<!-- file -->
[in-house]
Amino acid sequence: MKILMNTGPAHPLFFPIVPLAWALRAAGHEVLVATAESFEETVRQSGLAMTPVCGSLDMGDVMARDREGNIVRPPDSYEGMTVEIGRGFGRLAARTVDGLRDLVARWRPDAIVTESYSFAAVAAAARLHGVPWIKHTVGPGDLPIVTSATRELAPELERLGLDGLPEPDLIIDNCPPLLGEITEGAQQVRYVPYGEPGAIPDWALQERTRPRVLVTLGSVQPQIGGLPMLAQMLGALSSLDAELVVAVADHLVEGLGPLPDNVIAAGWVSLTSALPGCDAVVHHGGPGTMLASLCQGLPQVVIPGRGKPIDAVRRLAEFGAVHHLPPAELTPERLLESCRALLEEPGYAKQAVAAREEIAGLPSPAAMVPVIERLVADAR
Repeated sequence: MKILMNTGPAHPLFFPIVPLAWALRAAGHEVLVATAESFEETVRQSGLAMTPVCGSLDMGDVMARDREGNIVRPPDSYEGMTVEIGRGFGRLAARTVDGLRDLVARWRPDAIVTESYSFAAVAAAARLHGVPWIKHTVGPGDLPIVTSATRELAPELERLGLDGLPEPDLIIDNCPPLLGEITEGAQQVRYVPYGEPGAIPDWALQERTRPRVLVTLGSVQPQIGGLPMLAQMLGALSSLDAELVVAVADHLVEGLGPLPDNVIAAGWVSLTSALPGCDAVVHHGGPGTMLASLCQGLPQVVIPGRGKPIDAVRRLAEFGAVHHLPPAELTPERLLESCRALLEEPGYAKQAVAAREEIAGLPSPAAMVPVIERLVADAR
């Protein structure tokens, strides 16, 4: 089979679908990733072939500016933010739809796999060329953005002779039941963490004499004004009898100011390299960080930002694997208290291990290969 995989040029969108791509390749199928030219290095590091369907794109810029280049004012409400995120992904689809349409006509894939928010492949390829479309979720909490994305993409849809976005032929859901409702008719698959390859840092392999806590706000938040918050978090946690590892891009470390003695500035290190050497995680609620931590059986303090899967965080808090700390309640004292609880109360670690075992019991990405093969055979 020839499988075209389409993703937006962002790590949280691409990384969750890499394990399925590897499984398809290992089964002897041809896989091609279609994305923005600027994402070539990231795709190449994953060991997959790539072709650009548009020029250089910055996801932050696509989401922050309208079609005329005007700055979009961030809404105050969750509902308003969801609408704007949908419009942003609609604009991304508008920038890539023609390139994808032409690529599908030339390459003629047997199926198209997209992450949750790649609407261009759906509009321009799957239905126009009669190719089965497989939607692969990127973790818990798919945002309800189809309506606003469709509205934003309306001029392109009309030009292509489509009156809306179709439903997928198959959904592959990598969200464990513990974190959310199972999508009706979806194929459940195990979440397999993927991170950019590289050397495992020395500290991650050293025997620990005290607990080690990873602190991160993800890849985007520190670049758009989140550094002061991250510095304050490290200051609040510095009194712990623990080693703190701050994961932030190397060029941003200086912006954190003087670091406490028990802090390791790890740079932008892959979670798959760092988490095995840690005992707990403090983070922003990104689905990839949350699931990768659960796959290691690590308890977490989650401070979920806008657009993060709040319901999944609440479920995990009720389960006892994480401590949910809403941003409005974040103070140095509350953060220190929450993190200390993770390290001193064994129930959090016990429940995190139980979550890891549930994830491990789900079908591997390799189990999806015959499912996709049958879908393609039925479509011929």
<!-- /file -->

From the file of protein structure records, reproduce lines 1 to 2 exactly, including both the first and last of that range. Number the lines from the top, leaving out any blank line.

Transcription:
[in-house]
Amino acid sequence: MKILMNTGPAHPLFFPIVPLAWALRAAGHEVLVATAESFEETVRQSGLAMTPVCGSLDMGDVMARDREGNIVRPPDSYEGMTVEIGRGFGRLAARTVDGLRDLVARWRPDAIVTESYSFAAVAAAARLHGVPWIKHTVGPGDLPIVTSATRELAPELERLGLDGLPEPDLIIDNCPPLLGEITEGAQQVRYVPYGEPGAIPDWALQERTRPRVLVTLGSVQPQIGGLPMLAQMLGALSSLDAELVVAVADHLVEGLGPLPDNVIAAGWVSLTSALPGCDAVVHHGGPGTMLASLCQGLPQVVIPGRGKPIDAVRRLAEFGAVHHLPPAELTPERLLESCRALLEEPGYAKQAVAAREEIAGLPSPAAMVPVIERLVADAR